The spectacular chocolate salon by San Francisco’s Dandelion Chocolate certainly provides plenty of eye candy. Melding industrial with a chic European aesthetic, it is a chocoholic’s Shangri-la come to sweet life.

Established in 2010 by techies Todd Masonis and Cameron Ring co-founded Plaxo, San Francisco’s only bean-to-bar chocolate factory expanded big-time in April — spending five years on construction to turn a 107-year-old mattress and printing factory into a chocolate factory, retail store, and chic dessert salon.

The historic warehouse.

The historic warehouse.

Customers filing in for coffee and pastries.

Customers filing in for coffee and pastries.

Enter the brick building, as I did recently when I was invited in as a guest of the cafe, and on your right is a store with shelves loaded with pottery, books, and Dandelion chocolate bars (with sample cups holding broken bar bits to try).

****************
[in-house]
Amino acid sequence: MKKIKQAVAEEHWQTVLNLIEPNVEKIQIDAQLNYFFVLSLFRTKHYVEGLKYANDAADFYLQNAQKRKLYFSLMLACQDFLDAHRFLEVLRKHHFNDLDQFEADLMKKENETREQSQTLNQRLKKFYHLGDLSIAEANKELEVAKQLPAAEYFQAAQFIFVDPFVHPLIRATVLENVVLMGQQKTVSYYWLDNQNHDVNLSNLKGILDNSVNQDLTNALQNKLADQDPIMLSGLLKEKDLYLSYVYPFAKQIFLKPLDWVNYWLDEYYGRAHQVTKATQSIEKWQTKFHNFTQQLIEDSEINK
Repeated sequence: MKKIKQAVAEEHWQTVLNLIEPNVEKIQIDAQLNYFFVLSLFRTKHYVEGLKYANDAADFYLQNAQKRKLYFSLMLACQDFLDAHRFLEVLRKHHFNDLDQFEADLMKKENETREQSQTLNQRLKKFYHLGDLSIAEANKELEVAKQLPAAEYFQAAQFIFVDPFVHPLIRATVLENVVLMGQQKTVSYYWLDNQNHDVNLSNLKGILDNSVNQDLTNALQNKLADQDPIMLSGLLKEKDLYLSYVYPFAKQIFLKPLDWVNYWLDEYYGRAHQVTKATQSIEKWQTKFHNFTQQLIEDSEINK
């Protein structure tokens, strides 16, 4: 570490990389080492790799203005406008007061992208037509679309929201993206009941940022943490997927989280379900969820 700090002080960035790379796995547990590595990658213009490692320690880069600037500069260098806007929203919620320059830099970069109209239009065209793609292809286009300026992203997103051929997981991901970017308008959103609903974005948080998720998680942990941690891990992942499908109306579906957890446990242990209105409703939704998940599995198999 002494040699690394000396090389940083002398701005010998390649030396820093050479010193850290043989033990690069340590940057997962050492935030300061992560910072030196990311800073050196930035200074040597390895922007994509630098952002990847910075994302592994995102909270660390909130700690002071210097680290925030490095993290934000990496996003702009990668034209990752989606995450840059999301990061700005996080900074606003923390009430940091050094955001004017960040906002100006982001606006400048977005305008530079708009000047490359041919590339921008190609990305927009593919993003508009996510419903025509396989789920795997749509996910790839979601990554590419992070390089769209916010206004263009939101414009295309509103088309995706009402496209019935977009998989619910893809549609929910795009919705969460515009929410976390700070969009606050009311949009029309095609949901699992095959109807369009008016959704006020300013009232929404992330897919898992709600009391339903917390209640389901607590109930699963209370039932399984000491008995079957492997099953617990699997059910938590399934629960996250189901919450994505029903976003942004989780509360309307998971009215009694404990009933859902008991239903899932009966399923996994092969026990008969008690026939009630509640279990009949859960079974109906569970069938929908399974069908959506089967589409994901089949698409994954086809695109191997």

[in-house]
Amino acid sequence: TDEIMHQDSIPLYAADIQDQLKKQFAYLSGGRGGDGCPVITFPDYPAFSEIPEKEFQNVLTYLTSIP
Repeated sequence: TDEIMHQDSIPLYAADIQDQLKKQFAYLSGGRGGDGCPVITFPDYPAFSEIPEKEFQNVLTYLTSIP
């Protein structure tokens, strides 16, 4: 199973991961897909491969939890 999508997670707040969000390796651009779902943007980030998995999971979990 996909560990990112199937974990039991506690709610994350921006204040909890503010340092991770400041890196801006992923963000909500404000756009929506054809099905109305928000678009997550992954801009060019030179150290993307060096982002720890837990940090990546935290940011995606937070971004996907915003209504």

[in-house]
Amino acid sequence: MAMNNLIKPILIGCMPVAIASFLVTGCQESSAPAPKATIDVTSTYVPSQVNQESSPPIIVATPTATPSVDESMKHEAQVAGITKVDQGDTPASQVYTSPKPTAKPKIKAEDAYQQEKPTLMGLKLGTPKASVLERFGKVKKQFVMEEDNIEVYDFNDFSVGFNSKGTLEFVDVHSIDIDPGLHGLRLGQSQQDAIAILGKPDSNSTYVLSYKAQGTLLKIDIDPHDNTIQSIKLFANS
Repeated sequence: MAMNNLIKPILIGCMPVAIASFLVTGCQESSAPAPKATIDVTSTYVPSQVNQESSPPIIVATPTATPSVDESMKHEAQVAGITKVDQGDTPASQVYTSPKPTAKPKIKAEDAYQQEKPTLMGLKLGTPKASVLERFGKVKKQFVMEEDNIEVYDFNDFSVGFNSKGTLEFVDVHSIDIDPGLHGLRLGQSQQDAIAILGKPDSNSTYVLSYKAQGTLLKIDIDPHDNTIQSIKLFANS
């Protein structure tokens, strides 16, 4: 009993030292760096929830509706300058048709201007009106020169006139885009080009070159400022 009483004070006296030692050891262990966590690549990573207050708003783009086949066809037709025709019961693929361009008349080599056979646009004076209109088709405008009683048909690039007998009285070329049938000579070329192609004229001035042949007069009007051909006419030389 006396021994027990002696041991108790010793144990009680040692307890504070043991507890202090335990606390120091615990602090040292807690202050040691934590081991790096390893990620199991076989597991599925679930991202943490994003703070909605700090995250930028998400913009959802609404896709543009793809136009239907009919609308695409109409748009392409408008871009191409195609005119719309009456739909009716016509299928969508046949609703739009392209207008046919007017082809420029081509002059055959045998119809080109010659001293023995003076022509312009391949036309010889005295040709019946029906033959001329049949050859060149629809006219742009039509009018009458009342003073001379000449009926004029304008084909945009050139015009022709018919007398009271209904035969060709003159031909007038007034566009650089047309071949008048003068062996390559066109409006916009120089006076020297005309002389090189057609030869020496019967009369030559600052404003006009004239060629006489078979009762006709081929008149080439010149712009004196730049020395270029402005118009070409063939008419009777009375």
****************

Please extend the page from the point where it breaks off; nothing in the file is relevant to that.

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Gabriela Cámara’s Fabulous Tinga De Pollo

Chef Gabriela Cámara take on a home-style chicken-onion filling for tacos or enchiladas.

Chef Gabriela Cámara take on a home-style chicken-onion filling for tacos or enchiladas.

 

It may be less than 30 minutes long, but “A Tale of Two Kitchens,” the Netflix documentary about Chef Gabriela Cámara, will stay with you far longer.

Of course, it will make you very, very hungry, too.

The film recounts how Cámara opened her first restaurant Contramar in Mexico City in 1998, just after graduating from college and with no professional restaurant experience, herself. She just wanted to create a beach cafe with food that would make people happy. It was such a smashing success that 17 years later, she came to San Francisco to open her second restaurant, Cala, along with its sidekick, Tacos Cala, to great acclaim.